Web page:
Bus-stop gun ads popping up again in Phoenix
- Associated Press
- August 23, 2014 - 3:55 PM
PHOENIX — Ads saying "guns save lives" have begun appearing again this month at Phoenix bus stops after being the subject of a four-year battle between city officials and a local activist, the Arizona Republic reported (http://bit.ly/VpOr6D ).
The ads for a gun-safety training website overseen by gun-rights advocate Alan Korwin have been placed at bus shelters this month in downtown and northeast Phoenix.
Korwin said he plans to observe whether the city tries revising policy so officials can broadly decide what type of ads get exposure.
"They didn't want 'Guns Save Lives' in the public eye," he said. "You can't ban speech based on content, and that's what they want to do."
The state Court of Appeals ruled in May that the city violated Korwin's constitutional protections when it removed the ads in 2010. The three-judge panel said in its ruling that the city unconstitutionally applied its transit-advertising standards when it denied Korwin's ads. The court's opinion overturned a Maricopa County Superior Court ruling siding with Phoenix.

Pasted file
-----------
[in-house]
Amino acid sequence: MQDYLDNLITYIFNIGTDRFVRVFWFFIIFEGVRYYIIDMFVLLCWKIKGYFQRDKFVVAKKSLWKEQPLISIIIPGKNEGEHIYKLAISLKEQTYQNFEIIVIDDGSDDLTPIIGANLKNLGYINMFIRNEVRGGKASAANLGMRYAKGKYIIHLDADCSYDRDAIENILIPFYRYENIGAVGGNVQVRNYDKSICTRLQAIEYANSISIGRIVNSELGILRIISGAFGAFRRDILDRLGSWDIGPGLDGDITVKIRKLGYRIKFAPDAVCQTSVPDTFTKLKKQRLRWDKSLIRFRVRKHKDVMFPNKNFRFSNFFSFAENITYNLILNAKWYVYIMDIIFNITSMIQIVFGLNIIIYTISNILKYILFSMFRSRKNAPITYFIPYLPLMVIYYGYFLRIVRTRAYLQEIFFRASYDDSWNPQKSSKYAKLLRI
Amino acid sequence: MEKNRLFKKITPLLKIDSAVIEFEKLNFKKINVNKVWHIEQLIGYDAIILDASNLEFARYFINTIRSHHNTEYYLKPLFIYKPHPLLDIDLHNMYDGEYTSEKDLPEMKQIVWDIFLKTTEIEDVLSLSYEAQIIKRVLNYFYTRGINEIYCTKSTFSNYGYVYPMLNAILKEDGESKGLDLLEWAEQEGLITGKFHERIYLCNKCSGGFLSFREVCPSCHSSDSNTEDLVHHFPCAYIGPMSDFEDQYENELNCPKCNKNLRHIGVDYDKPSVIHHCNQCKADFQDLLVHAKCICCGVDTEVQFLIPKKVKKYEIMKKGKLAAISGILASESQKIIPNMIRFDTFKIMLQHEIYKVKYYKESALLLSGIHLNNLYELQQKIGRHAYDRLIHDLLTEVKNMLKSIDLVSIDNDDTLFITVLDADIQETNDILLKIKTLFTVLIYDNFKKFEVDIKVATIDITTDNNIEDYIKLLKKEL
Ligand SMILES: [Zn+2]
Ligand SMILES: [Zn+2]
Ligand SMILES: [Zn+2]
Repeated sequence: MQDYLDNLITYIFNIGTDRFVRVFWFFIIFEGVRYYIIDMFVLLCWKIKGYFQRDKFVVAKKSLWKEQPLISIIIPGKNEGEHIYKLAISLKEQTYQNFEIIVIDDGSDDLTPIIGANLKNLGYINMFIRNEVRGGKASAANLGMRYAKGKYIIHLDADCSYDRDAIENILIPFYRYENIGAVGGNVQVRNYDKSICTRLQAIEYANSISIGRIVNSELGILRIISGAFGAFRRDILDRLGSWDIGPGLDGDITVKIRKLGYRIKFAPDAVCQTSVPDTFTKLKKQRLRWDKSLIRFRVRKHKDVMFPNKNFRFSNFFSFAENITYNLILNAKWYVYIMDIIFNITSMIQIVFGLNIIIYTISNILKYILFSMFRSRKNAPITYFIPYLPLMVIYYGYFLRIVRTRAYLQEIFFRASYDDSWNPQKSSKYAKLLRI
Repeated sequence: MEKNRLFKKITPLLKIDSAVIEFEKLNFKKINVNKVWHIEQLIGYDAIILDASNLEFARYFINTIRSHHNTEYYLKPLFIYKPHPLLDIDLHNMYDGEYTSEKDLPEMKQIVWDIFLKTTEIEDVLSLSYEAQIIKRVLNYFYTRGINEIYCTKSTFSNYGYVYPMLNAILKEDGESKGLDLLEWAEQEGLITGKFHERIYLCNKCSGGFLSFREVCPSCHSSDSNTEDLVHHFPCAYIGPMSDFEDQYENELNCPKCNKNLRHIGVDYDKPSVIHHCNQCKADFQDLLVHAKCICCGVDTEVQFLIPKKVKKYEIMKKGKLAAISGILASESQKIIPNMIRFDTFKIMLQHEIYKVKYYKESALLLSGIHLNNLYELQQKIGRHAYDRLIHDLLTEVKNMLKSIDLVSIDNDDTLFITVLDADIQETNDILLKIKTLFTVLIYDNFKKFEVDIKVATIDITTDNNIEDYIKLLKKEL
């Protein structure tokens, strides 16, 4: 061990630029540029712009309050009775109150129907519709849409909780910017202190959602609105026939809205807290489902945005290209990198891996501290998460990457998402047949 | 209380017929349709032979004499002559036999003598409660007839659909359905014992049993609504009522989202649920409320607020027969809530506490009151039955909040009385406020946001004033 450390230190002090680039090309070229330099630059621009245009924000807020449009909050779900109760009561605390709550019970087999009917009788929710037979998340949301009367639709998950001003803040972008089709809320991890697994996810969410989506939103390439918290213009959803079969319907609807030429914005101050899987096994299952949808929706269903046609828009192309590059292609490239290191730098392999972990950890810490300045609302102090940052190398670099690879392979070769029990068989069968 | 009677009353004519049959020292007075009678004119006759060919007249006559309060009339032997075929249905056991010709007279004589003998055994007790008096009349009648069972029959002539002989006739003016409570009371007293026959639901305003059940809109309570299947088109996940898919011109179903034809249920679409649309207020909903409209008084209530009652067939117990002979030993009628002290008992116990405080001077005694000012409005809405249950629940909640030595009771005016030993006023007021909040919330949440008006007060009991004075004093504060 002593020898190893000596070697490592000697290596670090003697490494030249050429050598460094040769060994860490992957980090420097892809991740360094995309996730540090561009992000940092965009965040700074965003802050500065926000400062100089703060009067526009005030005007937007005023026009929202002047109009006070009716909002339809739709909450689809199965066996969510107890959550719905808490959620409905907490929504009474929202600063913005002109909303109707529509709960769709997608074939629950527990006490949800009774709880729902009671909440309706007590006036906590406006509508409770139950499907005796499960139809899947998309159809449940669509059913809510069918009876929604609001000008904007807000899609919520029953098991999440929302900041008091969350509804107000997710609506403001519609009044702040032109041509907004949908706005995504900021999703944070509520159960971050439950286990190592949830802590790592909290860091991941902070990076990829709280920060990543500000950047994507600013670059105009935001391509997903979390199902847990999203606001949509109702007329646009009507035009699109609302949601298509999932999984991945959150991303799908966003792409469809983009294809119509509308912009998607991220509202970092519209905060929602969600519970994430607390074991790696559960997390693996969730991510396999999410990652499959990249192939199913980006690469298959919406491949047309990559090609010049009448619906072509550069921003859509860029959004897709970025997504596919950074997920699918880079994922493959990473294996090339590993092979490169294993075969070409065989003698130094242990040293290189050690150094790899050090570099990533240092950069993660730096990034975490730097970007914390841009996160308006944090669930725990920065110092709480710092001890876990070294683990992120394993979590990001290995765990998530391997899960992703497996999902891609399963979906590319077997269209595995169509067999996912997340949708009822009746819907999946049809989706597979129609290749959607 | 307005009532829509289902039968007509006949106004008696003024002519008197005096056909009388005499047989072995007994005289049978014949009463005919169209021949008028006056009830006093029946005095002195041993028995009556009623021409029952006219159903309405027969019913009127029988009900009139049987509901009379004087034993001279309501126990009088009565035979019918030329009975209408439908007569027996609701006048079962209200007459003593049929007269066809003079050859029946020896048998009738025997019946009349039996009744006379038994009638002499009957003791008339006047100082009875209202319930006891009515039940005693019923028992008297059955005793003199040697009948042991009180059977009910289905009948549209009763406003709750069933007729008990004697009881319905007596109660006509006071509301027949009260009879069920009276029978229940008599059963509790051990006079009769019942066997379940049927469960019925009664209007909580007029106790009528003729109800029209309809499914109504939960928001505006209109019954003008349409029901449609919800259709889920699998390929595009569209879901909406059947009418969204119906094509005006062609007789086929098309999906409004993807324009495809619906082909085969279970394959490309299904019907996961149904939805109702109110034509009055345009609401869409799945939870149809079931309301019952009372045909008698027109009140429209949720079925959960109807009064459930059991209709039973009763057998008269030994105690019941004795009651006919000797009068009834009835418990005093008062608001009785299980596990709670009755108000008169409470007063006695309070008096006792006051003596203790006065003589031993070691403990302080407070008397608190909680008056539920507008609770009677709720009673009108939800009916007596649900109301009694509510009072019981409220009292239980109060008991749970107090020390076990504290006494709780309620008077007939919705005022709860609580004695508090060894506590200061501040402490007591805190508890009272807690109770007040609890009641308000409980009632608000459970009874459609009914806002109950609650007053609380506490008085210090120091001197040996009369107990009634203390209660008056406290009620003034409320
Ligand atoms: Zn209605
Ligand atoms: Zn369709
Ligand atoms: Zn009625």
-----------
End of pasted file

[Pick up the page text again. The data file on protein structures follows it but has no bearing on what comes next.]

The city had argued that Korwin was promoting political speech that would have created controversy, potentially sparked protests, stirred accusations of political favoritism and affected transit revenue.
The Goldwater Institute, a conservative government watchdog group in Phoenix that represented Korwin, said the city's standards were too vague and could be arbitrarily enforced.
Matthew Heil, a city spokesman, said the city is still reviewing the ruling and declined to comment. "It's still a work in progress. We're still working through what those implications would be," Heil said.
The appeals court ruling could possibly open the door for others to argue that cities and other entities cannot ban political or public-service messages from government-owned advertising spaces.
The ads will stay through November, Korwin said. He is now also looking at expanding his promotional advertising to newspapers and highway billboards.
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